That perhaps sounds like a silly question, but I'm noticing more and more than a lot of our users do seem to have a hard time taking it easy on themselves emotionally. And in the way some of the current culture is -- I call it a 'culture of mean," just feel like there's so much snark and nasty and boot-campy business afoot the last few years -- it wouldn't be surprising if people were having a hard time being gentle with and on themselves.
I'm asking because I'm wondering if it might be helpful for us to develop a little content around this. being too hard on ourselves, trying to kind of boot-camp ourselves emotionally, after all, can create a lot of problems with sex and relationships, especially with understanding each other, asking for what we need, acknowledging and respecting our own limits, etc.
So. I'm curious.
-------------------- Heather Corinna, Executive Director & Founder, Scarleteen About Me • Get our book! Never doubt that a small group of thoughtful, committed citizens can change the world. Indeed, it is the only thing that ever has. - Margaret Mead Posts: 68187 | From: An island near Seattle | Registered: May 2000
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I think this is an issue that needs a significant amount of attention. In a society that is so fast-paced and pretty brutal (in my opinion) about "making it" and always having everything together, it's not surprising that we're tougher on ourselves. I think so much is expected of us and we expect so much of ourselves that when we don't always meet these standards, we blame ourselves. I am privy to that, too.
I'm not sure if I addressed the specific topic you stated, but I'd love to hear yours and others' responses to this subject!
-------------------- "I do the best that I can. I'm just what I am." - Rush (Best I Can) Posts: 692 | From: Canada | Registered: May 2012
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Hmm, this is an interesting question which reminds me of an analogy my father once told me. He said that if you had someone sitting next to you all day, whispeing bad things about you in your ear, telling you that you did this wrong or that wrong, then you would be miserable but that if that person were sitting there saying nice things and complimenting you all day you would feel amazing and invincible. He said that it is the same principle with how you speak to yourself, how you control your inner dialogue. He said that you must listen to what you are thinking an what you are telling yourself, and work to tell yourself good things. He said that you must feed yourself compliments, even if you do not believe them at first.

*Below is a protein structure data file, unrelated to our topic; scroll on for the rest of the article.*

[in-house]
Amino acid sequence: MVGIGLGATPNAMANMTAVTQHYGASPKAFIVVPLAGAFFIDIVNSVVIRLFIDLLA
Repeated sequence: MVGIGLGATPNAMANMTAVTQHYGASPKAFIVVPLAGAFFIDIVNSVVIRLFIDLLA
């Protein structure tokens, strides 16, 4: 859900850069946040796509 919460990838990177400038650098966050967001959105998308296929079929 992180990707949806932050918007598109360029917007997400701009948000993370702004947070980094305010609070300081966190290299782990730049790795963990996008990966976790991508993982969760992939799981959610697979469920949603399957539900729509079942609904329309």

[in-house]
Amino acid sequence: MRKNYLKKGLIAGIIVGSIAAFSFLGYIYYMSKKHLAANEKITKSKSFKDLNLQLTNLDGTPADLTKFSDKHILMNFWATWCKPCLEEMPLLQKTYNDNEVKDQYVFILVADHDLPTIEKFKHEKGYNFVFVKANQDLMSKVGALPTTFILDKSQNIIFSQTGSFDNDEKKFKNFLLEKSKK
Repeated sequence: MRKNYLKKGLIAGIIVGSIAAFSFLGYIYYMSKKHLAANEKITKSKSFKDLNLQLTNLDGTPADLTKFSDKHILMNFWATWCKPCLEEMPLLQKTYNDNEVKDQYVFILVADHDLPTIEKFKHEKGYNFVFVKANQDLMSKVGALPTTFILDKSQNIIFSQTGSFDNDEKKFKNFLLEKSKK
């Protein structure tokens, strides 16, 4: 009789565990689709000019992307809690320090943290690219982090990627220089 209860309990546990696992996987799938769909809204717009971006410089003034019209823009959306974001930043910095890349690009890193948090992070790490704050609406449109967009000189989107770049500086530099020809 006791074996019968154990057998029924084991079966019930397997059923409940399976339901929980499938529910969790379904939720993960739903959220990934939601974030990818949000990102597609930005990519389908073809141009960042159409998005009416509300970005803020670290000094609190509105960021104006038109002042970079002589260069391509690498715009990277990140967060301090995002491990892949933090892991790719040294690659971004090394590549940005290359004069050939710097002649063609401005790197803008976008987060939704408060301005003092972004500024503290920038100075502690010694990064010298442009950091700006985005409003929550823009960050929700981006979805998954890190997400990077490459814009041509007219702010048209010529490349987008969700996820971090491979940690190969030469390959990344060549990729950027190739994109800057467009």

It was when I began to take his advice that I truly began to realise just how nasty I can be to myself. If I said something wrong or embarassing I wouldn't drop it but rather riducule myself for making such a stupid mistake.
I try to be gentle with myself and to be kind but it is hard. I find it hard to know where the line is that I am being good to myself or that I am just letting myself get away with not doing something I have resolved to do.
But I am getting better. I try to do nice things for myself, like buying myself a new book, or staying up past my self-imposed bed time or eating some junk food instead of something healthy. But I balance it. I borrow books to save my money so I can plan for my future (which is looking pretty damn exciting, the world is such an amazingly varied place), I create and usually follow a realistic self imposed bed time so that I will get, at the very minimum, enough sleep to function properly, and I have been doing my best to start some better eating habits and to exercise so that I will remain healthy.
Does this answer your question Heather?
I am ME and that is the only label I need. Posts: 863 | From: Ontario, Canada | Registered: Oct 2009
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